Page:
March 18, 2020
Additive manufacturing is an exciting and important feature of Australia’s newly opened Auto Innovation Centre (AIC). The AIC is a ground-breaking facility, which offers cutting edge services and equipment to significantly enhance aftermarket product development. Additive manufacturing is a crucial component of the centre’s capability.
The benefits of additive manufacturing are now well known. They enable designers to test product fitment, identify issues or potential design problems and to study, improve and optimise. 3D printers can produce incredibly intricate and difficult designs that are not simply or cheaply replicated with traditional tooling and production techniques.
The AIC’s new Additive Manufacturing Centre houses three different printers. These provide a variety of options for automotive product developers to suit their particular requirements.
For companies that are prototyping or even wanting to produce small production runs, the HP Jet Fusion 580 Colour is capable of creating strong, useable parts and has the ability to print in colour. An example of a part that has been created in this 3D printer is a brake duct. Intricate and with such a thin wall, a product like this is well suited to additive manufacturing.
For smaller part prototyping or short production runs, quality creations with a high level of surface detail, AIC has purchased a 3D Systems Figure 4. The Figure 4 uses Stereolithography (SLA) to create parts that may ordinarily be injection moulded. A variety of resins are available to produce parts with varying flexibility, from rubberised to nylon.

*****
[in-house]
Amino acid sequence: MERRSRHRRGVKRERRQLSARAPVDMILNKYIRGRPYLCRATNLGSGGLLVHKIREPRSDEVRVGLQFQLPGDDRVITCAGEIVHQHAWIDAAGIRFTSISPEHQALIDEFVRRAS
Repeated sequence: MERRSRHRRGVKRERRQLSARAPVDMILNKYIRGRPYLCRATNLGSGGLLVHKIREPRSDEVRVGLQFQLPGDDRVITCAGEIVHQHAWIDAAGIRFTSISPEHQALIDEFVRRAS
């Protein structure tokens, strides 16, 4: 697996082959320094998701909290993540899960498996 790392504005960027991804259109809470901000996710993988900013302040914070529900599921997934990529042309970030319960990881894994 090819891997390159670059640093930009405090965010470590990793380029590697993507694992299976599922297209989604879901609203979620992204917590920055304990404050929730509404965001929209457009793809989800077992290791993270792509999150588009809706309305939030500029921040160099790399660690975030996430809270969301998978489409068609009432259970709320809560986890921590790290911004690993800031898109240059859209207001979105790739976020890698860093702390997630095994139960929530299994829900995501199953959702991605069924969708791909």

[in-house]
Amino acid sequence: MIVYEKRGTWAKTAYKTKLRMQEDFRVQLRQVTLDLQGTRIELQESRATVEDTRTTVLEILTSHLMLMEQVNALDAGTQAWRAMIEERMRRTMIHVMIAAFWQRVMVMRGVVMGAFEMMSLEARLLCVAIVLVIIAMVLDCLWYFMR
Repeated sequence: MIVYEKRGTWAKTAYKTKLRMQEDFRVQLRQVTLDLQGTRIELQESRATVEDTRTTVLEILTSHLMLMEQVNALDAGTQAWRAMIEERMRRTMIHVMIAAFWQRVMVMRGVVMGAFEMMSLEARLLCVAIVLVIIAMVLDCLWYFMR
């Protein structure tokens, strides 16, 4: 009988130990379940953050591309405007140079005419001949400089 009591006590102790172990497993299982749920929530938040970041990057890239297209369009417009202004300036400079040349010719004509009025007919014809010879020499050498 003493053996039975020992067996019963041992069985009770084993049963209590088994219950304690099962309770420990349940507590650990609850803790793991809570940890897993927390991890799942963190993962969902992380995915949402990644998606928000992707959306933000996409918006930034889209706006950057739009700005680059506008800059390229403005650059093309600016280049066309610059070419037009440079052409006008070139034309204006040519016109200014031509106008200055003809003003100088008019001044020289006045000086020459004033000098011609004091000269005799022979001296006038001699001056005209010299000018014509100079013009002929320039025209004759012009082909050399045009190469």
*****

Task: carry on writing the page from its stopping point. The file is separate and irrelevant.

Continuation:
The Stratasys F370 is an FDM machine with a large build bed. It is capable of producing larger sized creations quickly and is another strong option for prototyping. The typical uses for this machine are large packaging studies where the bulk volume accuracy is more important than the detailed surface finish.
“Additive manufacturing is an integral part of our new product development. It is critical for us being able to get to market sooner with a product that has been tested and validated before full production occurs. The result is savings in time and costs throughout our production process,” said Heath Moore, General Manager of Harrop Engineering.
The AIC Additive manufacturing facilities are made even more powerful by the in-house fleet of popular new production vehicles and a fully equipped workshop. Companies will be able to obtain 3D scan information and measurements to assist CAD creation. Post printing, companies will be able to test fit products to the AIC fleet vehicles.
“Our purpose is to assist business to bring products to market. Additive Manufacturing is one important service offering that provides new opportunities to aftermarket companies across Australia,” said Luke Truskinger, AIC Managing Director.
To book or enquire about AIC Additive Manufacturing capabilities please contact Luke Truskinger – firstname.lastname@example.org